What will Ireland produce in the future? This is a serious question. The world is moving on and no one is waiting for Ireland.
Countries and companies are constantly in competition with each other for everything, everywhere, all the time. That’s the landscape of the future.
The wealth of any nation depends on producing goods and services that other people want to buy. We have to be better, cheaper and create brands that others are convinced are valuable.
In the political arena, the government appears to be stumbling from one crisis to the next without anyone seeming to be in charge. Similarly, there is a significant element of drift in the economic affairs of the nation.
If we are to remain a wealthy nation – and we are a wealthy nation – it might be wise to go back to the drawing board and think about what we are going to do over the next two or three decades.
Over the past 20 years, the “Irish model” has been based on a number of critical policies – all of which are under threat. It is time to take stock.
The first policy that will change in the next few years is the 12pc corporate tax-rate strategy. This has been phenomenally beneficial to the companies that were big enough to avail of it. It was also very successful in creating a capital-intensive industrial base.
However, these companies got greedy and we got dumb, allowing their greed to undermine a perfectly reasonable tax strategy. The ‘Double Irish’ has undermined the reputation of the country and the ‘tax haven’ stench is contaminating the national brand.
Tax competition – although it will remain important – is something that will be tightened, mainly by governments which are losing out on corporate tax dollars to Ireland.
The unfortunate thing is that Ireland didn’t benefit commensurately from these tax dollars. The shareholders of the companies benefited as we allowed them to do unnatural fiscal acts by virtue of transnational accounting tricks.
The tax strategy was a form of protectionism that – rather than protecting infant Irish industry – protected big foreign industry that didn’t need protecting. It protected the strongest players, not the weakest.
This game is coming to an end.
In an effort to circumvent the authorities in other countries getting their hands on tax, we facilitated a second policy that is another tax-driven sleight of hand. This policy was called “inversion” whereby American companies could “pretend” they were domiciled here, but most of the activity still went on in America. This was aimed at reducing the corporate tax bill again.
It was the corporate equivalent of a second-hand car spray-job, where a US company got a cheap Irish legal makeover and hey presto, it was Irish. This policy is also being closed off.
Both these policies boosted national income dramatically.
The third policy has been our willingness to allow house prices to rise faster than wages. For house owners, this boosted income, generated a false sense of wealth and led to a boost in activity. These episodes are always characterized by massive private borrowing.
Today the Central Bank vows to make these periods things of the past. If it is successful (and it’s a big if), we will have no more house price/asset price booms, but what will replace them?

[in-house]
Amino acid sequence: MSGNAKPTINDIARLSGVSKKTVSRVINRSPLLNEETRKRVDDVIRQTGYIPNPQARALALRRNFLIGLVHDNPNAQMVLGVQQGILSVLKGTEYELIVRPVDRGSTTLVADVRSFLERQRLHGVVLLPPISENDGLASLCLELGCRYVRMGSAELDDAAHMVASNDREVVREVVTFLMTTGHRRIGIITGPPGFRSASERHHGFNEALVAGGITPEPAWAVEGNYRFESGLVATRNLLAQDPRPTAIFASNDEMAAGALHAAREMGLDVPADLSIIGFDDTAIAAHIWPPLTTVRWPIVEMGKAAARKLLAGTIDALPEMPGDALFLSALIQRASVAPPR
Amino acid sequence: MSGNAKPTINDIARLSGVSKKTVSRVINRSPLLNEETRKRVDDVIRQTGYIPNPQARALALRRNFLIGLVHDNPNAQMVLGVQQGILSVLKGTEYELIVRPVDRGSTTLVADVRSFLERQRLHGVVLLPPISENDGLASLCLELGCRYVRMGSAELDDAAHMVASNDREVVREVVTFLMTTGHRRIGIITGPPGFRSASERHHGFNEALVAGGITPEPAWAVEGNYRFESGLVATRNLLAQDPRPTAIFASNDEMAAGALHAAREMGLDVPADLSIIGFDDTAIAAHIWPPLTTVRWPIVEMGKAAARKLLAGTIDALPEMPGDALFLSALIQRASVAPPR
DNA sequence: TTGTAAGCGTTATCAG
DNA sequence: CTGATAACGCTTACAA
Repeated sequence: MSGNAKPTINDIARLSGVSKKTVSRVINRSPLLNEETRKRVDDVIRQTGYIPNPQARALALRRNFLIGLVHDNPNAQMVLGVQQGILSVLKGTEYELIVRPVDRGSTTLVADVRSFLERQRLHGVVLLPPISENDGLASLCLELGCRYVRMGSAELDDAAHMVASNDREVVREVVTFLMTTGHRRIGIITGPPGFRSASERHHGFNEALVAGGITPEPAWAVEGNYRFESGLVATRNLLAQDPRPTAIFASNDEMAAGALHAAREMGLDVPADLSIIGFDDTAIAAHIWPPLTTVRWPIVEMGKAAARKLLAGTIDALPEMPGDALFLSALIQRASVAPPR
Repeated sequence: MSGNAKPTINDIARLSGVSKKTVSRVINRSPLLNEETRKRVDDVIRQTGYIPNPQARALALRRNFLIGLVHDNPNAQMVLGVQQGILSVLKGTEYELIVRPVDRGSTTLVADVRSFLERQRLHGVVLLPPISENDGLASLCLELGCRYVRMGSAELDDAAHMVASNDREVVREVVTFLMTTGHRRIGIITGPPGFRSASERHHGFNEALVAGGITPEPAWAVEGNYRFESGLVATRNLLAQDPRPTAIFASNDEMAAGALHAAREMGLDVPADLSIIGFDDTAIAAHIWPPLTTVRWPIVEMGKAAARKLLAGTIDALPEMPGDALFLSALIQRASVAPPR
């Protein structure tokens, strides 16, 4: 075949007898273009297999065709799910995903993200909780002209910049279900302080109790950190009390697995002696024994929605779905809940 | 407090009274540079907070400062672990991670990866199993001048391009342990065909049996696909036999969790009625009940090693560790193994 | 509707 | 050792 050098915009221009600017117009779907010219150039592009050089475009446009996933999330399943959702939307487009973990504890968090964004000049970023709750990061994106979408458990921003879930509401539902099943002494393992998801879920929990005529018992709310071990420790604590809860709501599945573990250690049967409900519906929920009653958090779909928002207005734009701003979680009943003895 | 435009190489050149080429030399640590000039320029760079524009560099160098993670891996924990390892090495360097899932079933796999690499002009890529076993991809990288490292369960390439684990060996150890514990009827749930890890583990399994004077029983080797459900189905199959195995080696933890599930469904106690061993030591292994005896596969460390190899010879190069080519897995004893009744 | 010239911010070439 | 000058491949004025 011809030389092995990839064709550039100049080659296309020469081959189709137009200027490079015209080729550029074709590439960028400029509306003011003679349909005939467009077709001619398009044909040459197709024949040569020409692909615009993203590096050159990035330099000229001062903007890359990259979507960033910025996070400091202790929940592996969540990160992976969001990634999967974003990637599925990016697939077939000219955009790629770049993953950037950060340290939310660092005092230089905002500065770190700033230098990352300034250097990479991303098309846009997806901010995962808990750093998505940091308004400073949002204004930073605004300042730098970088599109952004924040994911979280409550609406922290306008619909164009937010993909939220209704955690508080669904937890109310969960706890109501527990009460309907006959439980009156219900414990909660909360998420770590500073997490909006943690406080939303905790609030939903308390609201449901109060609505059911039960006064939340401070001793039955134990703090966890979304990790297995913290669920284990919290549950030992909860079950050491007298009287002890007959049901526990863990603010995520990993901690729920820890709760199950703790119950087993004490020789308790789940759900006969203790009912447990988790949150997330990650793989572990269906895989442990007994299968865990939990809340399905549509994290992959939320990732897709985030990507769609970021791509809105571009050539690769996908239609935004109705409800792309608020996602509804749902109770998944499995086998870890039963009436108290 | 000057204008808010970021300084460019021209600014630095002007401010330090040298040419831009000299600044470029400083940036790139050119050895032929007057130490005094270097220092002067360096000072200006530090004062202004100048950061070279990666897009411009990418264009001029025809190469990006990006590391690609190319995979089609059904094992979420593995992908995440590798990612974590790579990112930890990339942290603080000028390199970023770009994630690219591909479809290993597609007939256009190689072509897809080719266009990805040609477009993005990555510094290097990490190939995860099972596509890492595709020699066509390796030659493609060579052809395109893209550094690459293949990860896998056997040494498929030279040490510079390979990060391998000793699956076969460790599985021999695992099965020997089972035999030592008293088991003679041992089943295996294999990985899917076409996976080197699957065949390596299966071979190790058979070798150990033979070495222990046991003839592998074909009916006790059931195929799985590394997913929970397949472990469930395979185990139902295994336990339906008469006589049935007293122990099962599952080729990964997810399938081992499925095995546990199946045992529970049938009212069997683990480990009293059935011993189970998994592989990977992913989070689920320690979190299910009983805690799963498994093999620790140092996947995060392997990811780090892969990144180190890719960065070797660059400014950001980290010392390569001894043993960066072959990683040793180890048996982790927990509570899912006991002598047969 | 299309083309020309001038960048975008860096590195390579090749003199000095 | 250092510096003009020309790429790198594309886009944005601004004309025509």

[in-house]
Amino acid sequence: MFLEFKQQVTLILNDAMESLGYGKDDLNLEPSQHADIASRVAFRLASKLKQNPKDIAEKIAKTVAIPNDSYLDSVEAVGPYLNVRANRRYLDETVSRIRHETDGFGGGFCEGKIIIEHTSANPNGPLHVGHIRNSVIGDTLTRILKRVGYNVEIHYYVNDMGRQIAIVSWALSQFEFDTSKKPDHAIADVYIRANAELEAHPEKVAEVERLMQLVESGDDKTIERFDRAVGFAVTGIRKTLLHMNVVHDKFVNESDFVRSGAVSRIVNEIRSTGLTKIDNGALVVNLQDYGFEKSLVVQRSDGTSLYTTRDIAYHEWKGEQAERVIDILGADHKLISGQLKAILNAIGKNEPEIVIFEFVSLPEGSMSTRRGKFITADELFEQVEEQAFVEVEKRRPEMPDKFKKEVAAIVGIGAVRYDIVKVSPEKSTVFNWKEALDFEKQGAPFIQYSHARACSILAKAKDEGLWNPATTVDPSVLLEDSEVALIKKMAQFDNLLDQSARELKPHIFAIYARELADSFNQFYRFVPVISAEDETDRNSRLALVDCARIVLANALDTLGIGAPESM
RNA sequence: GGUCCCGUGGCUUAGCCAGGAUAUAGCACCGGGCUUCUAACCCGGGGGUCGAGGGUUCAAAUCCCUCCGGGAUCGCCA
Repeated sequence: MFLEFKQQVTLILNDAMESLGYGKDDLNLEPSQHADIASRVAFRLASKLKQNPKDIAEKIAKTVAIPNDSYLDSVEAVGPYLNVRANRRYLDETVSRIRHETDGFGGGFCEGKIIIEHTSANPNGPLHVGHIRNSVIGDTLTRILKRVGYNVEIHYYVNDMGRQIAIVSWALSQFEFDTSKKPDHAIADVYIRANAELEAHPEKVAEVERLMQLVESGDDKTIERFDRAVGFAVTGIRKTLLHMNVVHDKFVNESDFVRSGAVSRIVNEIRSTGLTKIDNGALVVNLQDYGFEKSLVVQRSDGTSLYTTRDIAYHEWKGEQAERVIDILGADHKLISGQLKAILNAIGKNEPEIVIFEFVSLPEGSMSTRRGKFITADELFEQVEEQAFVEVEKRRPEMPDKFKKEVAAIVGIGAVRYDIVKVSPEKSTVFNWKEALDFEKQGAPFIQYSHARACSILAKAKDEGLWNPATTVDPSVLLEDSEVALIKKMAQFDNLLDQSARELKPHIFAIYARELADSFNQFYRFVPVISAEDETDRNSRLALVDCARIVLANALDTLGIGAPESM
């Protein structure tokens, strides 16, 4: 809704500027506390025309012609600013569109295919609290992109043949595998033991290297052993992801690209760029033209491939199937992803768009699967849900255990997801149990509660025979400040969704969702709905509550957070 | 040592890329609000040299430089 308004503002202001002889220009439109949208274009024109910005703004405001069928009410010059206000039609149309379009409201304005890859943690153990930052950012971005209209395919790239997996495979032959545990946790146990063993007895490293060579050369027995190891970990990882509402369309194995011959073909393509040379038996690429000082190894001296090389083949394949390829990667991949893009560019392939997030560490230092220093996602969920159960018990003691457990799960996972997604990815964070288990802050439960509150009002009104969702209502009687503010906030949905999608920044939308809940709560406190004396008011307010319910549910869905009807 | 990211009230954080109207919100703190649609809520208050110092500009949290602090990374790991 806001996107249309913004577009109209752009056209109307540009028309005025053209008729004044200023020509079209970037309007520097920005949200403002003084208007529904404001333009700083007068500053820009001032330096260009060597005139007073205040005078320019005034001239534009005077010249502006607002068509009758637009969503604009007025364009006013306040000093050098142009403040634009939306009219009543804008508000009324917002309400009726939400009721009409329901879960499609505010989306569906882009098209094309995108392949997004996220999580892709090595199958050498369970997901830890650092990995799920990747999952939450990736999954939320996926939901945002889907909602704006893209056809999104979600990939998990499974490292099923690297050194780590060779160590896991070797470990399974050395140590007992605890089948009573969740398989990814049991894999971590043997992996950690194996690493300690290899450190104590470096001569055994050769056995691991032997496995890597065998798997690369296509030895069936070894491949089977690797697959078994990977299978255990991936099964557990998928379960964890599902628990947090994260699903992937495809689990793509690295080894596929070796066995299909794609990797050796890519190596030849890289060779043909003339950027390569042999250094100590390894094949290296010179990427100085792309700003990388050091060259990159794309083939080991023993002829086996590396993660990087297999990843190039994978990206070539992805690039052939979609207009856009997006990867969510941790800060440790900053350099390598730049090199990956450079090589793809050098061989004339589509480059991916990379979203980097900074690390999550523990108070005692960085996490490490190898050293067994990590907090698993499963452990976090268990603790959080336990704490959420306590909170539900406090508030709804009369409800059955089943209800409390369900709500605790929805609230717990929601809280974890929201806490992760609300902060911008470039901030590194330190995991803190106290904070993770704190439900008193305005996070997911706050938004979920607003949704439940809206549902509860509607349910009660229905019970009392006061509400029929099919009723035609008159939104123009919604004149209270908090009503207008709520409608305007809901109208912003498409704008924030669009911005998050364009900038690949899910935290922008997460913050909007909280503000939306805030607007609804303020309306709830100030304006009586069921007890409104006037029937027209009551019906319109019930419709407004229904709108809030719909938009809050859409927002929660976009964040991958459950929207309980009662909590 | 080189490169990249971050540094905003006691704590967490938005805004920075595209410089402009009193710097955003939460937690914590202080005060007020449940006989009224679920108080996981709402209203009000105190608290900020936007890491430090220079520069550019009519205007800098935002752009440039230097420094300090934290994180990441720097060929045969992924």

By this I mean, what if the only way of getting unemployment down to low single digits in Ireland is the effervescence associated with housing booms?
Ever thought of it this way? Ever thought that it is only during episodes of housing booms that we have enough economic activity to generate enough jobs for everyone? Without this giddiness, what happens to the long-term rate of unemployment?
The fourth major policy was the Common Agricultural Policy (CAP), which stabilized farm incomes in Ireland. Rural incomes were pushed up rapidly in the 1980s and 1990s and were more or less maintained.
However, the CAP is being reduced throughout the EU and this will continue. In 1984, the CAP budget alone accounted for 71pc of the EU’s total budget – today it is half this and will continue to contract. In short, all four policies are changing at a time when our debts have never been higher. To keep debt-to-income ratios sustainable, we have to figure out where are we going to get the income in this new world.
All successful States have national policies which draw on the reserves of the country to direct the national economic effort in one direction or another. It is now fashionable to claim the free market will do this, but it never has. Throughout history, national industries were always incubated initially by some State-given advantage. Even in Silicon Valley – which claims to be heaven for free markets – the basic technologies were developed by the state-sponsored and tax-funded US military.
Similarly, Germany built its industries by protecting them initially and then creating a cooperative structure called “Rhineland Capitalism”.
Every country needs a vision as to where best to deploy its resources. Once this is figured out, then it should allow the markets to work. But in the same way as a child needs stabilisers to learn how to cycle, infant industries need some protection to get off the ground.
Ireland is a rich country that has lost its way. To maintain our wealth in a changing world we have to find a new economic GPS and a new set of industrial coordinates to guide us through, not just for the next few years, but the next few decades.
In the coming weeks this column will explore some of the economic possibilities open to Ireland.